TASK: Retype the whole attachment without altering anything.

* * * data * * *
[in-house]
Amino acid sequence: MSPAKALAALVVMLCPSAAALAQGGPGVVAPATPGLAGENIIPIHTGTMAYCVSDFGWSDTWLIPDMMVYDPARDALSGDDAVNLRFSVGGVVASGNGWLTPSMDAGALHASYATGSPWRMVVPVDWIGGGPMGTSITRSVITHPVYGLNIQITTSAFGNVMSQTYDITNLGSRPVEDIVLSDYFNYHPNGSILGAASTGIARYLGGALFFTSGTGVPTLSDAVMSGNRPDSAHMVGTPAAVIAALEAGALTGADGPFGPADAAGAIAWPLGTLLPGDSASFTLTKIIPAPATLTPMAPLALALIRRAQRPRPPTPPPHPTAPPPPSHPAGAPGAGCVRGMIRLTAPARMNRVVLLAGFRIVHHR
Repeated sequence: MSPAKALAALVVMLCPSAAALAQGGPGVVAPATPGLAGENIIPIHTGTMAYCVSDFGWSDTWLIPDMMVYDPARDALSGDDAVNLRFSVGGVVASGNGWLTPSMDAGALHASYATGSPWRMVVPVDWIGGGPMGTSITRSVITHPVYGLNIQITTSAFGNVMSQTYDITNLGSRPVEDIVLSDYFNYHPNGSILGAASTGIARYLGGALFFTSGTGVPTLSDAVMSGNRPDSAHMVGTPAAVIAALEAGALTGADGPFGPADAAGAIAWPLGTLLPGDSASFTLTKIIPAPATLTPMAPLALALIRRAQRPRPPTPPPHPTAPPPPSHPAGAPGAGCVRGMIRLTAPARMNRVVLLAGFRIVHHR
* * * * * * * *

[in-house]
Amino acid sequence: MSPAKALAALVVMLCPSAAALAQGGPGVVAPATPGLAGENIIPIHTGTMAYCVSDFGWSDTWLIPDMMVYDPARDALSGDDAVNLRFSVGGVVASGNGWLTPSMDAGALHASYATGSPWRMVVPVDWIGGGPMGTSITRSVITHPVYGLNIQITTSAFGNVMSQTYDITNLGSRPVEDIVLSDYFNYHPNGSILGAASTGIARYLGGALFFTSGTGVPTLSDAVMSGNRPDSAHMVGTPAAVIAALEAGALTGADGPFGPADAAGAIAWPLGTLLPGDSASFTLTKIIPAPATLTPMAPLALALIRRAQRPRPPTPPPHPTAPPPPSHPAGAPGAGCVRGMIRLTAPARMNRVVLLAGFRIVHHR
Repeated sequence: MSPAKALAALVVMLCPSAAALAQGGPGVVAPATPGLAGENIIPIHTGTMAYCVSDFGWSDTWLIPDMMVYDPARDALSGDDAVNLRFSVGGVVASGNGWLTPSMDAGALHASYATGSPWRMVVPVDWIGGGPMGTSITRSVITHPVYGLNIQITTSAFGNVMSQTYDITNLGSRPVEDIVLSDYFNYHPNGSILGAASTGIARYLGGALFFTSGTGVPTLSDAVMSGNRPDSAHMVGTPAAVIAALEAGALTGADGPFGPADAAGAIAWPLGTLLPGDSASFTLTKIIPAPATLTPMAPLALALIRRAQRPRPPTPPPHPTAPPPPSHPAGAPGAGCVRGMIRLTAPARMNRVVLLAGFRIVHHR